As part of my agreement to test their service, I offered to post a YouTube vlog of me trying out my first box. Filming the vlog was reasonably fun, despite having to do multiple takes of each segment, but editing the vlog proved to be far too much of a chore for my liking. Editing videos of trains is less time-consuming, and although I don’t concern myself with the analytics of YouTube, the train videos I have posted gain views far more easily than my two vlogs, which I have since taken down. I recognize from successful vloggers that it takes time and effort to build an audience, to create content that people want to watch and then gathering and keeping people who want to watch it; this is time and effort I’m not interested in spending.

The same issue applies to my workshop blog as a whole: I enjoy building things and sharing pictures and videos of them with the internet, but writing up a storm about HOW I built them, remembering to take step-by-step pictures, and then assembling it all into a blog takes time and effort. Instead I’ve found that I prefer to lose myself in the creative process, *then* share the final product on social media to talk about my creation with others… and bask in the psychological validation of likes and comments. Why should I spend my limited hobby resources on creating content that doesn’t bring me much satisfaction, especially when this content doesn’t rake in the psychological validation (likes and comments) as easily as the content I DO enjoy producing?

While I haven’t finished scrutinizing how I utilize my hobby time, I have already made some changes to get a better ROI from the resources I put in; I stopped pursuing a vlog because creating one wasn’t enough enjoyment, I focus on sharing finished products on limited social media outlets to curate a desirable quantity of psychological validation, and when I put in seemingly “wasted” time, I pursue a more valuable outcome to ensure that the downtime was worth the uptime. Yes, I spent two hours standing by the train tracks, but the train that eventually came by was worth the wait. Yes, I traveled a long way to an event that failed to meet my expectations, but at least I acquired some useful parts and had a pleasant drive.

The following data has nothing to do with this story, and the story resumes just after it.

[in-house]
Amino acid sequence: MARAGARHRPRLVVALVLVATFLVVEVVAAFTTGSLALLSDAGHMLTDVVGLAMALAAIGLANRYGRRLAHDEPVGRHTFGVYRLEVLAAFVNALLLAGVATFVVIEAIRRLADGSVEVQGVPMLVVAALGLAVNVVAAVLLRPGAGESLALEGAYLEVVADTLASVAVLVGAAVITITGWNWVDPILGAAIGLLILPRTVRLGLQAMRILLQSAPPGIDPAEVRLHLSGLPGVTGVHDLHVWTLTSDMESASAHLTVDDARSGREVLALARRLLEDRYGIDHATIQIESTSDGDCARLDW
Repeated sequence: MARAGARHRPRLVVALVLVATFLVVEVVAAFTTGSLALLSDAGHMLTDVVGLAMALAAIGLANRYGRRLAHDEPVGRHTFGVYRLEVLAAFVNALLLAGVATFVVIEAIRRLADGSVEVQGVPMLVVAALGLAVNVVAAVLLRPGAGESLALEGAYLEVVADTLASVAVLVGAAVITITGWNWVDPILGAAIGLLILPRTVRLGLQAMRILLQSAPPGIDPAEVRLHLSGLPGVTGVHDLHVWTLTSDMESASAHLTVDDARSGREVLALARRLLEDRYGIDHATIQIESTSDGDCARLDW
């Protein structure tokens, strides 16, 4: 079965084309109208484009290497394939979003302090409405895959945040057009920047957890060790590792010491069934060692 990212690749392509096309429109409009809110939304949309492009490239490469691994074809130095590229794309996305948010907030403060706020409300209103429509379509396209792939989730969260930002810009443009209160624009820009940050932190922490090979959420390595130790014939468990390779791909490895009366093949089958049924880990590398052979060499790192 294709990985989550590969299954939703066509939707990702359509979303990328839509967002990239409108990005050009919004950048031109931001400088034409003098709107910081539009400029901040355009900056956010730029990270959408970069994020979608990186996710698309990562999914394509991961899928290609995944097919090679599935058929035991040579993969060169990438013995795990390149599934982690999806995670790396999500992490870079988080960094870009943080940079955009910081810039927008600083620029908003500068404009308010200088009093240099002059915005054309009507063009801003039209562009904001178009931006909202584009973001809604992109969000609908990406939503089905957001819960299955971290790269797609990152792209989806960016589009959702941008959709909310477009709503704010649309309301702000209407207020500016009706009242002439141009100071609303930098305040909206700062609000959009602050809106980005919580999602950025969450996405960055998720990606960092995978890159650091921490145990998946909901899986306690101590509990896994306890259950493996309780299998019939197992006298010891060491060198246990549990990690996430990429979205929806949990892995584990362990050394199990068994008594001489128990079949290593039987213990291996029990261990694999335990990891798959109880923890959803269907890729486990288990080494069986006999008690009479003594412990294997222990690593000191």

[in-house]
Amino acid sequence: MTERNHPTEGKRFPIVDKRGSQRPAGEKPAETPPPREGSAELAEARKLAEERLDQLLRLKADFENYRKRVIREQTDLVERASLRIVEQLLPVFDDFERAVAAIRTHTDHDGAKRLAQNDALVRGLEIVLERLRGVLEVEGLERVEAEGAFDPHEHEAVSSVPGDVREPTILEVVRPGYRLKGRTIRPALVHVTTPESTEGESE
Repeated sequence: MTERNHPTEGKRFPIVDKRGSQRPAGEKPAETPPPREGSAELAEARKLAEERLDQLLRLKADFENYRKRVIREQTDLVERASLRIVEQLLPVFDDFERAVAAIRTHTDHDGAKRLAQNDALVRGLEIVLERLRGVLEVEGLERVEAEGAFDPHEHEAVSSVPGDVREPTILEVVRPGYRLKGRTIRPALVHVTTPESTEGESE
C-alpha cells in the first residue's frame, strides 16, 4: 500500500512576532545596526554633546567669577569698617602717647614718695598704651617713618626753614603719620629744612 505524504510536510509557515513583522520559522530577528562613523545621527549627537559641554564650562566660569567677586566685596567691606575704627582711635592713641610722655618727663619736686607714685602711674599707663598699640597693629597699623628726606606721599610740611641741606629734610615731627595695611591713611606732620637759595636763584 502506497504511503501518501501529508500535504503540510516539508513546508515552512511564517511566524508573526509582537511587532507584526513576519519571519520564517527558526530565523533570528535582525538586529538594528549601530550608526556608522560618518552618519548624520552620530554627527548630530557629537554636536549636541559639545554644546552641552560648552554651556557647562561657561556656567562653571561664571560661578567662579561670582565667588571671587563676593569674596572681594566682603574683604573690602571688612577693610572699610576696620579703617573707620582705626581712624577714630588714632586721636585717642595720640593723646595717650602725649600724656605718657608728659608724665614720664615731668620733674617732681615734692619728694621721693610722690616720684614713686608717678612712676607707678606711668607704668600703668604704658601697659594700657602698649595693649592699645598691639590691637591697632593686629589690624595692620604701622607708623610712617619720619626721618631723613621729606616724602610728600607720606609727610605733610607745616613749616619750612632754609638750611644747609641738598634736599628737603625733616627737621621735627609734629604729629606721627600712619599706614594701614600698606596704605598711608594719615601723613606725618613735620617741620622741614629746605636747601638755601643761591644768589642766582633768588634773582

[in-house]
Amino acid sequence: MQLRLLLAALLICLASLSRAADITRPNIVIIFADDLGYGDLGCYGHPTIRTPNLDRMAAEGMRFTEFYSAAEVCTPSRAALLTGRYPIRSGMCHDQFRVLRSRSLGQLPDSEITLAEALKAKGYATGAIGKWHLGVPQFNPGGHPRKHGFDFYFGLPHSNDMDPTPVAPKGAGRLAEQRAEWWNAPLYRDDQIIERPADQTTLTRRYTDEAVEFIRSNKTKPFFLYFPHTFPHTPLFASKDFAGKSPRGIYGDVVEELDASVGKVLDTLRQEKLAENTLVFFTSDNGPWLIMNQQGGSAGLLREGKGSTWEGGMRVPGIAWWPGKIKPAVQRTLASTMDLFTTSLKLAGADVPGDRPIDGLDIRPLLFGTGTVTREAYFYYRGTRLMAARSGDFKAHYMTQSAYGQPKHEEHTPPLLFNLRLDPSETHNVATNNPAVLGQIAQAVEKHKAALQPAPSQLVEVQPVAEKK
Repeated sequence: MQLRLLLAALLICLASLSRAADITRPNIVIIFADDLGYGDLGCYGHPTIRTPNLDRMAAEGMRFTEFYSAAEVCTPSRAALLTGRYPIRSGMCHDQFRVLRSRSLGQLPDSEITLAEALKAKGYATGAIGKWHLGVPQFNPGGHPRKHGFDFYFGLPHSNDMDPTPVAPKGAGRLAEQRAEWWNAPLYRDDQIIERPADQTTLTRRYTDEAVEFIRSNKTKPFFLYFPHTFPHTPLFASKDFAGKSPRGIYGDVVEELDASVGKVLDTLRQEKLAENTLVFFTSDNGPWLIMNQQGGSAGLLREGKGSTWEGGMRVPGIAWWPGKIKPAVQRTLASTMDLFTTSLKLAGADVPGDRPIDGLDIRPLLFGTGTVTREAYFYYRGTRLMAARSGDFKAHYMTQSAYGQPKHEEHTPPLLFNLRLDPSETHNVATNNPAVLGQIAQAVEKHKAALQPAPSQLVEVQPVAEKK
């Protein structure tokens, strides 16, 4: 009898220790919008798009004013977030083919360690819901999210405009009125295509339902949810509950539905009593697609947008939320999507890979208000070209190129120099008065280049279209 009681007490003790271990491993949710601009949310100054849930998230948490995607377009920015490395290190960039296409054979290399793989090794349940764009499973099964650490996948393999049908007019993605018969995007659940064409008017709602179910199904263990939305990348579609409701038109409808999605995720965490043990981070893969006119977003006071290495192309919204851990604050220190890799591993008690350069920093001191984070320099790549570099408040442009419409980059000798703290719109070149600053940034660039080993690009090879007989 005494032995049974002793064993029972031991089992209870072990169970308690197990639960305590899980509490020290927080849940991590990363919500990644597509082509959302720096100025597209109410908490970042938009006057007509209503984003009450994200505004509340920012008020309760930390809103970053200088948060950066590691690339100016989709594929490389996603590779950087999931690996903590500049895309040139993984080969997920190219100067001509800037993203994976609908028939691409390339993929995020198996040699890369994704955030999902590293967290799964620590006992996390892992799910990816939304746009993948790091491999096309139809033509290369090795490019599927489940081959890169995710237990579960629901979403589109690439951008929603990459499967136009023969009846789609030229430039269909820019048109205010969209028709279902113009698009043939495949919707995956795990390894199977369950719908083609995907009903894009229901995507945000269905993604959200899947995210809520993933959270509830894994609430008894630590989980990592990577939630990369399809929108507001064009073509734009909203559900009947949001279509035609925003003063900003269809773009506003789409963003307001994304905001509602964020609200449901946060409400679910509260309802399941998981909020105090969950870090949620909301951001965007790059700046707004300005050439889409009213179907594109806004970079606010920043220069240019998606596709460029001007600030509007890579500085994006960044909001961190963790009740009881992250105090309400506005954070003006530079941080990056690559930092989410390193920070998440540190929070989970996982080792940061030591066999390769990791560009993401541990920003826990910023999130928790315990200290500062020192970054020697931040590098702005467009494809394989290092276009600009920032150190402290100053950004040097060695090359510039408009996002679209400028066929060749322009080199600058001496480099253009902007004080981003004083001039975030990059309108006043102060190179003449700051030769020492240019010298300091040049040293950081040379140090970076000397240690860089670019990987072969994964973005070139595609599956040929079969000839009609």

Point being, we all have limited resources to put into our hobbies. It’s easy to see how far your money goes, but it’s not as easy to see how far your time goes. A simpler example to draw might be the difference between making dinner and ordering takeout. Making dinner could take, say, 15-30 minutes of your time. Ordering dinner takes less than 5 (we’re not counting the time spent eating, of course) but does the cost of doing so outweigh the value of the time gained back? Putting the question back in Lego terms, one might look at parts sorting. Personally I enjoy it, but many Lego enthusiasts do not. Sorting and organizing a Lego parts collection takes a lot of time (not to mention money spent on a wide variety of parts storage containers) but I say it pays off because not only can you find the piece you need for a build very quickly, but you know exactly how many of that part you have, should you need to order more. While the surgeon wasn't interested in learning to design and build a layout, the time spent planning a layout is something I take great pleasure in. What time is worth investing in your hobby?